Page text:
Pronunciation Course | Phase II | Grammatical Endings: -s/-es and –ed

Welcome back to the third-to-last video of this series! Remember, the Phase III audio will be available on all Patreon badges, and the video series will go live on Podium soon. Nonetheless, there’s a lost to be learned in this video, so get ready!

Objectives

In this chapter, you will learn:

  • The pronunciation of the grammatical word endings –s/ -es/ and –ed
  • The effect of grammatical endings on the number of syllables in a word.
  • The importance of linking the end of one word to the beginning of the next word in a phrase.

The sounds written as –s/ -es and –ed are common word endings in English.  Sometimes these endings are pronounced as extra syllables (e.g., crash-es; start-ed).  Most of the time, however, the endings are added consonant sounds, not extra syllables.  For example, in drives, the sound –s sounds like /z/; in kicked, the –ed sounds like /t/.

To make these strings of consonants easier to say, some students drop the grammatical endings.  Other students might put a vowel sound between consonants and create extra syllables (e.g., kick-ed instead of kicked). In running speech, these kinds of errors can change the meanings of not only words but also phrases.

  1. Former states                                     1. Former status
  2. Keep the notes                                    2. Keep the notice
  3. The tasks                                             3. The task is…
  4. Official quotes                                                4. Official quotas
  5. Perfect hosts                                       5. Perfect hostess
  6. Planned a garden                                6. Planted a garden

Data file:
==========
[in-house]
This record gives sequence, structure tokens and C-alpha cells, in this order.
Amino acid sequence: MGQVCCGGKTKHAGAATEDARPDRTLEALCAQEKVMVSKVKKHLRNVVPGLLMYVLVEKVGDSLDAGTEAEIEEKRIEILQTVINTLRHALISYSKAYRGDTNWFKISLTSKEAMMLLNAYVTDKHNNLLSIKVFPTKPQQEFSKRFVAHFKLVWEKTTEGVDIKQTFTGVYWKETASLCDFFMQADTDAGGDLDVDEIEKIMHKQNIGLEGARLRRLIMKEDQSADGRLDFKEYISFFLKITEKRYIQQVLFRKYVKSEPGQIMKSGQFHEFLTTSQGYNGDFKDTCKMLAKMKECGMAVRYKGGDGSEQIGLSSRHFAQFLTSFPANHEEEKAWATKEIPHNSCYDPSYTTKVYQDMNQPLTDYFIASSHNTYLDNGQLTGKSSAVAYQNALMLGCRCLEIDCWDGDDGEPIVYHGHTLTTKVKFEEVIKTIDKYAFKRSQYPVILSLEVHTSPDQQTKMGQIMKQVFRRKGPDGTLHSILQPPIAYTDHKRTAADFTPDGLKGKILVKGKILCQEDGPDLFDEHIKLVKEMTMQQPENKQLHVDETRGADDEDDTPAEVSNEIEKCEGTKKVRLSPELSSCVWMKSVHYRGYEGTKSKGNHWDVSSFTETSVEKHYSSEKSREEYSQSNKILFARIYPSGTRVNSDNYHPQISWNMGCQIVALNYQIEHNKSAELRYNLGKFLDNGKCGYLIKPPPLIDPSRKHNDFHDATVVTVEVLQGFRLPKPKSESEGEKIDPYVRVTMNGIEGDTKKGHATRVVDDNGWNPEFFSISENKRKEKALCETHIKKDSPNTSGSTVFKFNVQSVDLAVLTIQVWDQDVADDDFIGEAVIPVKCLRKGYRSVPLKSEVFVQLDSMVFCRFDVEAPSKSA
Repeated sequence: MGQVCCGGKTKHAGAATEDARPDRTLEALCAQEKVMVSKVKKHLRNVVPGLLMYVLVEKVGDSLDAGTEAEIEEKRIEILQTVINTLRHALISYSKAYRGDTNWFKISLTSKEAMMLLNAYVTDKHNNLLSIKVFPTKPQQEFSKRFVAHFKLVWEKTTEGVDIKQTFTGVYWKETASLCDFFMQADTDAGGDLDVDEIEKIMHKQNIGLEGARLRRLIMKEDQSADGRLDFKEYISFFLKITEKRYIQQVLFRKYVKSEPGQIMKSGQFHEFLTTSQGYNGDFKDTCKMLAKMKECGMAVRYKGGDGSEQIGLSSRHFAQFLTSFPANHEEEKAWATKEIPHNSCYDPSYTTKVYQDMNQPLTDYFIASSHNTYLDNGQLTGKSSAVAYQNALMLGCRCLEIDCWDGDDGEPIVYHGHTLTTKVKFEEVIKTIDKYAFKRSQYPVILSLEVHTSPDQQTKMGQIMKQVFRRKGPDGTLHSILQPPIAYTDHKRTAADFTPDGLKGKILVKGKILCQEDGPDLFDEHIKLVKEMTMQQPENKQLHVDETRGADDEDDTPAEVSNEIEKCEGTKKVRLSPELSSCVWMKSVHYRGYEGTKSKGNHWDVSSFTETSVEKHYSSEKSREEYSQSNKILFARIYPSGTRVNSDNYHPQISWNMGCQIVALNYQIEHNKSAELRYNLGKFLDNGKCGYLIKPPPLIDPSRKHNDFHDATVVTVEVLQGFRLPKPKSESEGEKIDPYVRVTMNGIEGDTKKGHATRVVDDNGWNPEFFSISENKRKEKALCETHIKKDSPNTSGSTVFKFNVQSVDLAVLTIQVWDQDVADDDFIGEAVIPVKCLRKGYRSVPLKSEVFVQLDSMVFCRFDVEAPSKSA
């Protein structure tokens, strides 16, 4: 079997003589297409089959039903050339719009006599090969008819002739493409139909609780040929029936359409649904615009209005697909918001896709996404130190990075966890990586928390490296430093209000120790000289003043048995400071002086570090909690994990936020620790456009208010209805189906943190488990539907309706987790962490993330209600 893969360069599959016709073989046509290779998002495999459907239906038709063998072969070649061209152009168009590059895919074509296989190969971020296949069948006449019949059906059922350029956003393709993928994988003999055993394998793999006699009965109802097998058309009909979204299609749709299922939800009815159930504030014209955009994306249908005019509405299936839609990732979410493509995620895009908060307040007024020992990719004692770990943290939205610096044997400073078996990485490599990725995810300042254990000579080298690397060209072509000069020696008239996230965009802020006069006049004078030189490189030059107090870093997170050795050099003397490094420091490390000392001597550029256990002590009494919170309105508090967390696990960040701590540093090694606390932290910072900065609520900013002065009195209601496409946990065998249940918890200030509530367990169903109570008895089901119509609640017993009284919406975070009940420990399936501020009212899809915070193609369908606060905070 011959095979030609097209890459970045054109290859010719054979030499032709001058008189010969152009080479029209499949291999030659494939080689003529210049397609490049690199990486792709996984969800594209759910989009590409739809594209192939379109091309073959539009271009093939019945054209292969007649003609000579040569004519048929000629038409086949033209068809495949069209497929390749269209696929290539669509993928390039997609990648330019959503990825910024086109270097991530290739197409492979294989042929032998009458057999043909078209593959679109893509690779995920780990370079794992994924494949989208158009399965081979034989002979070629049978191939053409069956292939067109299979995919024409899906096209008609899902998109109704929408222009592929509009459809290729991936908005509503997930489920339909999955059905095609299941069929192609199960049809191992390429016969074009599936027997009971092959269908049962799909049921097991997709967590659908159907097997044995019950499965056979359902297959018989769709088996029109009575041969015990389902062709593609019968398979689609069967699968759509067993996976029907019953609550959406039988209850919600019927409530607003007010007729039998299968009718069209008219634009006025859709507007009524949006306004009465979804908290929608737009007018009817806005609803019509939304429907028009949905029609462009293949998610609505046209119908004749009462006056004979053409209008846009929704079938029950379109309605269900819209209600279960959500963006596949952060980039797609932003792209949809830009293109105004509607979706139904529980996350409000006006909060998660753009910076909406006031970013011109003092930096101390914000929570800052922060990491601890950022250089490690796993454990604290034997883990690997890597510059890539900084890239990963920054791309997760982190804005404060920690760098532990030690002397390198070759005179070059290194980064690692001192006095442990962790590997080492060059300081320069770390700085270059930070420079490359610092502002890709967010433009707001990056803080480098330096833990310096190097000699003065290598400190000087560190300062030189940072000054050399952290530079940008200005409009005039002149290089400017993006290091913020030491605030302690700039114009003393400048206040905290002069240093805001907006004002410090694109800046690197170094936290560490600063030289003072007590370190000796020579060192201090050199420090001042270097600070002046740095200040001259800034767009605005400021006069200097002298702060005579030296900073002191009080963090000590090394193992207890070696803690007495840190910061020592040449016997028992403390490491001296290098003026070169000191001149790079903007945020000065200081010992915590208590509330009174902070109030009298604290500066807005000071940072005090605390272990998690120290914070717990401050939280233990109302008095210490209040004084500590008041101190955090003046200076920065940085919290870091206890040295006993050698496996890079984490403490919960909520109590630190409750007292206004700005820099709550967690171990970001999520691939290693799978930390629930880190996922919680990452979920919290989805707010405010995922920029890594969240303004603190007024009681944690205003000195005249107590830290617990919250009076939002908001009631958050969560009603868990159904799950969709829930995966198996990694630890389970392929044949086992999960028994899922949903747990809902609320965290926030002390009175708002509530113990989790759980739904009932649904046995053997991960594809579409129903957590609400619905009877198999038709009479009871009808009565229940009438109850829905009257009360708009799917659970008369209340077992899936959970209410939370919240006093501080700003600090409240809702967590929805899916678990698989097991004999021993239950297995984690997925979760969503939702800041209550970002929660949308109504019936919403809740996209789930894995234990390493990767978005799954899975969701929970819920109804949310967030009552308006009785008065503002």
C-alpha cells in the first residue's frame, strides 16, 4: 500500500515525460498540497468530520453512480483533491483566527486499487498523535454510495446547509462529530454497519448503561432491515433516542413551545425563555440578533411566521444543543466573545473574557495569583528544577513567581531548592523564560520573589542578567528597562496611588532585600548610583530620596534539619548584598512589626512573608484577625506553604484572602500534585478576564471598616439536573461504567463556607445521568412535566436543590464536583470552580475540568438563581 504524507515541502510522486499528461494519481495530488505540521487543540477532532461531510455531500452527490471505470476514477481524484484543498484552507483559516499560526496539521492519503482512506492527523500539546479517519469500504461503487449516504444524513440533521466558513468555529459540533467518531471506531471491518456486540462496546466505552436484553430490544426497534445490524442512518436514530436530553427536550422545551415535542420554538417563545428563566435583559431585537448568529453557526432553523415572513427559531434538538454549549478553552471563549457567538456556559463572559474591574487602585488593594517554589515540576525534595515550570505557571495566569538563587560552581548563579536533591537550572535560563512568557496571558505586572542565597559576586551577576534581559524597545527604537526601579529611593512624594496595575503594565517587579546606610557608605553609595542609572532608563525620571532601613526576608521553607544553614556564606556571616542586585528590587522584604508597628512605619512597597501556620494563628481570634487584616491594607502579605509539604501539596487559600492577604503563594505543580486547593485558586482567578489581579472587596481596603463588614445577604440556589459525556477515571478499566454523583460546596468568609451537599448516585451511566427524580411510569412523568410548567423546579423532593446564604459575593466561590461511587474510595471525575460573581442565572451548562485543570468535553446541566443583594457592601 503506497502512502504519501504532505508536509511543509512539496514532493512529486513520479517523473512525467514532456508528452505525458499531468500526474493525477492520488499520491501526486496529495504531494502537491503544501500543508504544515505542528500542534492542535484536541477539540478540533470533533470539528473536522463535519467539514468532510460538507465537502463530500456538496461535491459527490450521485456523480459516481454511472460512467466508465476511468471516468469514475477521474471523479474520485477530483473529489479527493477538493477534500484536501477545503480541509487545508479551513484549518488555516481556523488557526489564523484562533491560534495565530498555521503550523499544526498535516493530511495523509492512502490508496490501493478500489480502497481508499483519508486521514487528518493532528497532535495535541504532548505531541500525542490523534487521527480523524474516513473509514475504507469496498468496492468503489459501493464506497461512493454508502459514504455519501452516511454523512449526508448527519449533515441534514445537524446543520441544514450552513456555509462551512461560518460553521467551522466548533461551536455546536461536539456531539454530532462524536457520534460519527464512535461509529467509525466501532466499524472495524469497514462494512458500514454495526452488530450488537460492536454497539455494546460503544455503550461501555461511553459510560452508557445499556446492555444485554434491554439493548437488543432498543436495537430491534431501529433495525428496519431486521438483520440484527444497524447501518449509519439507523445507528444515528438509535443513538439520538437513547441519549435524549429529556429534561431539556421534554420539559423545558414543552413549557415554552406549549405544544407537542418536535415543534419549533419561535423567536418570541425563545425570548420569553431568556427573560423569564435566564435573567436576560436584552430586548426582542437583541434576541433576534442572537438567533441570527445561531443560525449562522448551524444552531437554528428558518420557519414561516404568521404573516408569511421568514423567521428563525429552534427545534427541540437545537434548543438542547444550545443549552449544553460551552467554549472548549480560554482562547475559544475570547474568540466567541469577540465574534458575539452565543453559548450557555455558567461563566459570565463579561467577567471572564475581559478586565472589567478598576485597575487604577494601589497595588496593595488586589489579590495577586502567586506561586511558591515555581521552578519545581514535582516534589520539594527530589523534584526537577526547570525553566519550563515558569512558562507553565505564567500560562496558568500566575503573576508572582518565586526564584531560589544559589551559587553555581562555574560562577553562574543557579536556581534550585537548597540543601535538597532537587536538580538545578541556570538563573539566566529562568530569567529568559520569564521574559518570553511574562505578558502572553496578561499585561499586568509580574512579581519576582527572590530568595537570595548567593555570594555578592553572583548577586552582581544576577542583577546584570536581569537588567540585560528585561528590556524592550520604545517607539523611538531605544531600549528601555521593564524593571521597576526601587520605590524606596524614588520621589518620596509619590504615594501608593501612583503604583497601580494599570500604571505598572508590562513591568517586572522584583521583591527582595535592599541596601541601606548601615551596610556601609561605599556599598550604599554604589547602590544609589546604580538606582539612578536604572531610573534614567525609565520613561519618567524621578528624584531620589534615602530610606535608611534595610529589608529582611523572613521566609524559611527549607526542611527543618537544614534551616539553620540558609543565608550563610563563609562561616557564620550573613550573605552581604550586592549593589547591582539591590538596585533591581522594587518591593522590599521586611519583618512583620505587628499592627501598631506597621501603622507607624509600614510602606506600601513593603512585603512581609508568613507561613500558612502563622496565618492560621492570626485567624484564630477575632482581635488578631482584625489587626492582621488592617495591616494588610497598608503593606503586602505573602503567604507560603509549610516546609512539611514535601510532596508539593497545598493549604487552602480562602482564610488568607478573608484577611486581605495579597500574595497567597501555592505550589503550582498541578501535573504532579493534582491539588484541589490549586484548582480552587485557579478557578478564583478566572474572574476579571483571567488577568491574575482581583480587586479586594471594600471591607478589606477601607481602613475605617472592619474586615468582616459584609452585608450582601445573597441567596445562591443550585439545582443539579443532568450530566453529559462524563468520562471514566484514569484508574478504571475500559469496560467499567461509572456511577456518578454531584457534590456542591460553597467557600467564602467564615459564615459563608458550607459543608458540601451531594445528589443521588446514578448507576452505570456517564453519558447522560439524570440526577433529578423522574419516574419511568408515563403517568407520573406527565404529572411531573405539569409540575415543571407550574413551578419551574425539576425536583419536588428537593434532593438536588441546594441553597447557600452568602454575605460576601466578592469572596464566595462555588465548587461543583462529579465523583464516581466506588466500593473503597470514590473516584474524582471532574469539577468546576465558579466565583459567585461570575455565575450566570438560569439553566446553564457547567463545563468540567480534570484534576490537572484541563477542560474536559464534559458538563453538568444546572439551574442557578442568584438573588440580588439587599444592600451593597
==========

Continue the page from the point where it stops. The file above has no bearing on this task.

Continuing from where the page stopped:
7. Explained to me                                  7. Explain it to me
  8. Looked up                                            8. Look it up
  9. Used to cook                                       9. Use it to cook
  10. Canned a salmon                                10. Canada salmon

Task II

Record yourself while reading the passage below.  After learning this entire lesson, come back and record yourself again and listen to the difference.

Have any airlines ever lost one of your bags? Most lost bags are reclaimed by their owner, but what happened to suitcases that nobody ever claims? They are actually sold to the Unclaimed Baggage Center.  Each year, a million tourists from around the world (40 different foreign countries) visit the story.  Customers find a wide variety of items for sale including hats, coats, sunglasses, neck pillows, electronics, and more.  The goal of the Baggage Center is to “find a new home for what was once lost.”

Task III

  1. John’s answer                                     1. John answers.
  2. The baby’s smile                                 2. The baby smiles.
  3. Jakes dance                                         3. Jake dances.
  4. My mother work                                 4. My mothers work.
  5. His friend helps                                   5. His friends help
  6. Our dog barks                                     6. Our dogs bark.

Rules and Practice

We use the –s/ -es ending in the following ways:

Plurals: We haven’t checked the answers yet.

Verbs (present singular): I hope that answers your question.

Possessives: I want to ask my teacher’s opinion.

Contractions: My teacher’s absent today.

Audio now available on Patreon

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